Rhythms & Pulses

The Chedva Beat: Is what you’re doing called Craniosacral Therapy?

Matt: Yes, plus other modalities. I use a variety of modalities that I have learned over the past nine years including Craniosacral therapy, Myofascial Release, Zero Balancing, Deep Tissue Massage and Trigger Point therapy, among others.

The Chedva Beat: How much do cranial rhythms play a role in treatment?

Matt: Just like a person’s heartbeat and breathing give us information about their health and wellbeing, the Cranial Rhythm also gives us information. The Cranial Rhythm, which is also called the Cranial Wave or Cranial Tide, flows from the central nervous system and, with sensitive hands, can be felt anywhere in the body.

We evaluate the Rhythm through SQAR – Symmetry, Quality, Amplitude and Rate. For example: Does the pulse feel the same on both sides of the body? What is the quality of the pulse? Is it full, rich and strong or small and weak? Amplitude: is the pulse big or is it constricted and small? The normal pulse rate is between 6-12 (some say 7-14) beats or waves per minute. A beat consists of a filling stage and an emptying stage, or an expansion and contraction. Using this is an evaluation, not a diagnosis. It tells us where a person needs to be treated by feeling where there’s a weakness in the pulse. There are also times when the pulse stops. There are two types of stoppage. One is called a still point, which is when the rhythm slowly stops and creates a peaceful healing space which allows for the healing and rejuvenation of the whole system. There is also a time when the pulse suddenly stops, like somebody turning the lights off. This is called a Significance Detector. It means something significant is happening and many times can lead to deep insight and clarity, bringing up issues that need to be processed and sometimes discussed through a therapeutic dialogue. Being aware of the Significance Detector along with carefully following and paying attention to the tissues and their release is very important. We know that we are finished when we feel the tissues under our hands release.

The Chedva Beat: To what degree do rhythms and pulses affect the quality of a couple’s relationship?

Matt: King Solomon says “there is a season/time for everything.” He refers to the rhythms of the world and our rhythms as people. Everything has its time, and the rhythm/pulse or wave is what brings us to these times. We ride the wave up and down; the pulse expands and contracts. When we ride the wave, things are a lot smoother – we’re not riding against the current. People have these same waves or pulses physically as well as emotionally, psychologically and spiritually. So do relationships. Nothing is static; there is always movement, both for each individual in a relationship and for the relationship as a unit. The individual pulse of a person affects the whole unit, and the pulse of the whole affects each individual part. Being in touch with someone’s pulse is essentially the same as being on the same wave length as them. To read or feel a pulse, one must be very sensitive and open to flow with it. If a person is too focused on his/her ego, they will not be able to feel the pulse. The pulse is still there, but the other person has no idea what it’s doing or saying and therefore could end up going against it. Many times in a relationship, a spouse says or does something, and the other spouse says to herself, “Where did that come from?” They weren’t listening; they weren’t focused on where their spouse is at. Focusing and riding the rhythm of a spouse is about being aware of and respecting where they are and supporting it. Are they in an expansive movement or a contractive movement – physically, emotionally, mentally and spiritually? Our physical pulses and rhythms in the body are a very down-to-earth and grounded place to start to learn how to listen better and be more sensitive. It is a way of breaking down the barriers of our ego and joining as one.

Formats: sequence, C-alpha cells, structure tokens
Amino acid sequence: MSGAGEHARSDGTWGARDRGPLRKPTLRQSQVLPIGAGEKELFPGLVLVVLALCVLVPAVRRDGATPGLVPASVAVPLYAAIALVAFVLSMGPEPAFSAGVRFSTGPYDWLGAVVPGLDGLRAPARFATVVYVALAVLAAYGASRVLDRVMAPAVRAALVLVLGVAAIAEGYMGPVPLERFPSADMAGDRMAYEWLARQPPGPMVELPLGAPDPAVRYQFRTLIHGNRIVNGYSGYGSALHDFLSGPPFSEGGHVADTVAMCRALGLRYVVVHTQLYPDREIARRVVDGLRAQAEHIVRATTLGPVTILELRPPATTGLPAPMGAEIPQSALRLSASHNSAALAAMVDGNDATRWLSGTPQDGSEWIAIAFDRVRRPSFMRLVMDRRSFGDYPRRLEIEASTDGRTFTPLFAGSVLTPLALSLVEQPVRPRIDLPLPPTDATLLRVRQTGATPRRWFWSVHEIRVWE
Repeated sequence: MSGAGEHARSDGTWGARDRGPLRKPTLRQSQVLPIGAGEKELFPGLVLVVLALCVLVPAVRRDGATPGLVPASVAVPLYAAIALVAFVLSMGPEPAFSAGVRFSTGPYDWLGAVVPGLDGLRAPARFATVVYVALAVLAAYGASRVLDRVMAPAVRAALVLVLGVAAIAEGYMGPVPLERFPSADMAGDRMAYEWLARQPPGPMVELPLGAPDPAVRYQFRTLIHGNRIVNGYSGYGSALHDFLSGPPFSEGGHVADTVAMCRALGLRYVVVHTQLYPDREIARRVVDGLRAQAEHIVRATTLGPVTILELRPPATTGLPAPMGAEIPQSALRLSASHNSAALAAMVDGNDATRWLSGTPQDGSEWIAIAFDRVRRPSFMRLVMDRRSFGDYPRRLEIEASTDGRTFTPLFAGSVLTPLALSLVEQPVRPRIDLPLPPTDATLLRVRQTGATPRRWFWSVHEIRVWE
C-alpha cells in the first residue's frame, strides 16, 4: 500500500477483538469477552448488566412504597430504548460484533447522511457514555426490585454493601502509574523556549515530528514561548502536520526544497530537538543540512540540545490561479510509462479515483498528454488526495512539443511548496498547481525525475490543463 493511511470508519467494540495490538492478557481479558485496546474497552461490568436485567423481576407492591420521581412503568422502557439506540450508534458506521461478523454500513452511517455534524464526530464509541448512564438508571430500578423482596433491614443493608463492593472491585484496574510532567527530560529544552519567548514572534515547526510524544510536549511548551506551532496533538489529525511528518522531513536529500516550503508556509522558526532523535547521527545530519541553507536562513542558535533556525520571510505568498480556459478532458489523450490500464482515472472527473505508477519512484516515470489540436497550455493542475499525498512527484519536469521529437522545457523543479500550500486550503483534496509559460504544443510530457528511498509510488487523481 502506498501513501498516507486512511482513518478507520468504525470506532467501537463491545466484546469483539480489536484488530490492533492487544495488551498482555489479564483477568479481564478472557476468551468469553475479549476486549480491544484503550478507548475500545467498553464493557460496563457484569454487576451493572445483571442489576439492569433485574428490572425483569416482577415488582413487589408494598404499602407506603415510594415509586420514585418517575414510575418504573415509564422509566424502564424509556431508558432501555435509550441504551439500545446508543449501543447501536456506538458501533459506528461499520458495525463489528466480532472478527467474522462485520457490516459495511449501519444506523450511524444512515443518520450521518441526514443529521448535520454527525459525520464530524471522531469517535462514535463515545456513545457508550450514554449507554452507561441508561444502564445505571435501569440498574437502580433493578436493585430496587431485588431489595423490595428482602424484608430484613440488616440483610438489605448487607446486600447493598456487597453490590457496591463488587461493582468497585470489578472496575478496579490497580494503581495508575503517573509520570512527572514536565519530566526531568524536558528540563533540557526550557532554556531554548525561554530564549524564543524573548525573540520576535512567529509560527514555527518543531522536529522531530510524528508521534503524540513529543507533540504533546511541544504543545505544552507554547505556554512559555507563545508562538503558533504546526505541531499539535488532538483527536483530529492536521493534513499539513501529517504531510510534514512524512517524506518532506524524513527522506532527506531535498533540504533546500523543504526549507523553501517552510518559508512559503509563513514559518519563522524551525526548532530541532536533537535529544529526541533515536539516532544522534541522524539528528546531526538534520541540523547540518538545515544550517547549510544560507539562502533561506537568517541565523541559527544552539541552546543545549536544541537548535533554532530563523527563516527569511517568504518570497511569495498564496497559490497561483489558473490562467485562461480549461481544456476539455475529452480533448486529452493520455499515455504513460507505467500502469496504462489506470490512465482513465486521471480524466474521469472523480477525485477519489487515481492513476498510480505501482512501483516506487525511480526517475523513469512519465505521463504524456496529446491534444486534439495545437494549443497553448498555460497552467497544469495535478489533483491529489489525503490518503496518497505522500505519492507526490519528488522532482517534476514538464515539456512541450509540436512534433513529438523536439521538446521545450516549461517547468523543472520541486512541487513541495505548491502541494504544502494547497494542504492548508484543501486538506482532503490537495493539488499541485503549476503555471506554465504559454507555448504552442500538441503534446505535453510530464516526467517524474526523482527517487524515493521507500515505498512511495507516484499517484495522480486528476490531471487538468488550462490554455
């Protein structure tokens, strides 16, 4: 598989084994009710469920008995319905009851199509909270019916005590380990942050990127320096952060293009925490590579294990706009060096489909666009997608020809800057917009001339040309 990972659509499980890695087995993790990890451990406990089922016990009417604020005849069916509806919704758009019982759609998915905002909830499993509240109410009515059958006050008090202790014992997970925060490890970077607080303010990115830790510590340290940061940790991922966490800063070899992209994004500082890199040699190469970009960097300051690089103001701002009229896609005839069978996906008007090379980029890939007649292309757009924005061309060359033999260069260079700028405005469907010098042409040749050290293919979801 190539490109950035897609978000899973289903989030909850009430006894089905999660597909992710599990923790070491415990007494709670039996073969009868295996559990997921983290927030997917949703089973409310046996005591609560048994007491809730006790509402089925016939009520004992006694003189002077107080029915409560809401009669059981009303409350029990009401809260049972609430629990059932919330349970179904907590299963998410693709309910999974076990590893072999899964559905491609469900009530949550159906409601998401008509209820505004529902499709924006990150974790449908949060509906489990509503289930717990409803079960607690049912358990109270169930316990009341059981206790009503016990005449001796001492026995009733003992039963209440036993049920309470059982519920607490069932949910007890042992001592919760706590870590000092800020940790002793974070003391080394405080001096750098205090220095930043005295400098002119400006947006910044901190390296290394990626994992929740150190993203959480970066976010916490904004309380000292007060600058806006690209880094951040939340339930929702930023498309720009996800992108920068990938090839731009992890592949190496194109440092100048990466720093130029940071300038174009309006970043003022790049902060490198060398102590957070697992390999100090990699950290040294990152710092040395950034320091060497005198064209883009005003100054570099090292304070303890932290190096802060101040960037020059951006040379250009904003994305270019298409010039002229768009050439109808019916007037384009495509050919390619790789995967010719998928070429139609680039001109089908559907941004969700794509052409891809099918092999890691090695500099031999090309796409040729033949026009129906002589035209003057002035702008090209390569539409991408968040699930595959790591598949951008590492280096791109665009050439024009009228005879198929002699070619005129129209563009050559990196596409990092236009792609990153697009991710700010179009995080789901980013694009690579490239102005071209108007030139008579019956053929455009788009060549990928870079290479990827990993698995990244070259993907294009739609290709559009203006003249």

The Chedva Beat: How does your background in massage therapy translate into craniosacral therapy?

Matt: It was a stepping stone, but is also an integration of different types of touch and different intentions for working with various tissues in the body and issues that arise.

About Matt Gleicher

Matt Gleicher is an accomplished Massage Therapist, certified Craniosacral Therapist and Myofascial Release practitioner. He currently runs a private practice, Jerusalem Massage, where he helps people with acute and chronic pain and stress issues, as well as babies and children with developmental disabilities. After earning a degree in Philosophy and learning for two years at Yeshivat Darche Noam in Jerusalem, Matt was inspired to enter into the healing arts and learn massage therapy. During this time Matt began to study Myofascial Release with John F. Barnes, PT and Craniosacral Therapy at the Upledger Institute, which is where he discovered the true power and healing potential of hands. Matt also has a passion for teaching people to use Intentioned Touch as a vital communication tool to enrich their relationships. Many people work with married couples to improve and enrich their marriages, but Matt noticed that there is no one working on the level of touch. Touch is an extremely important and necessary skill in every marriage and Matt has a special, enjoyable, non-intimidating, non-judgmental, and modest way of teaching Intentioned Touch and Massage Techniques to couples. Feel free to reach Matt at: jerusalemmassage.com
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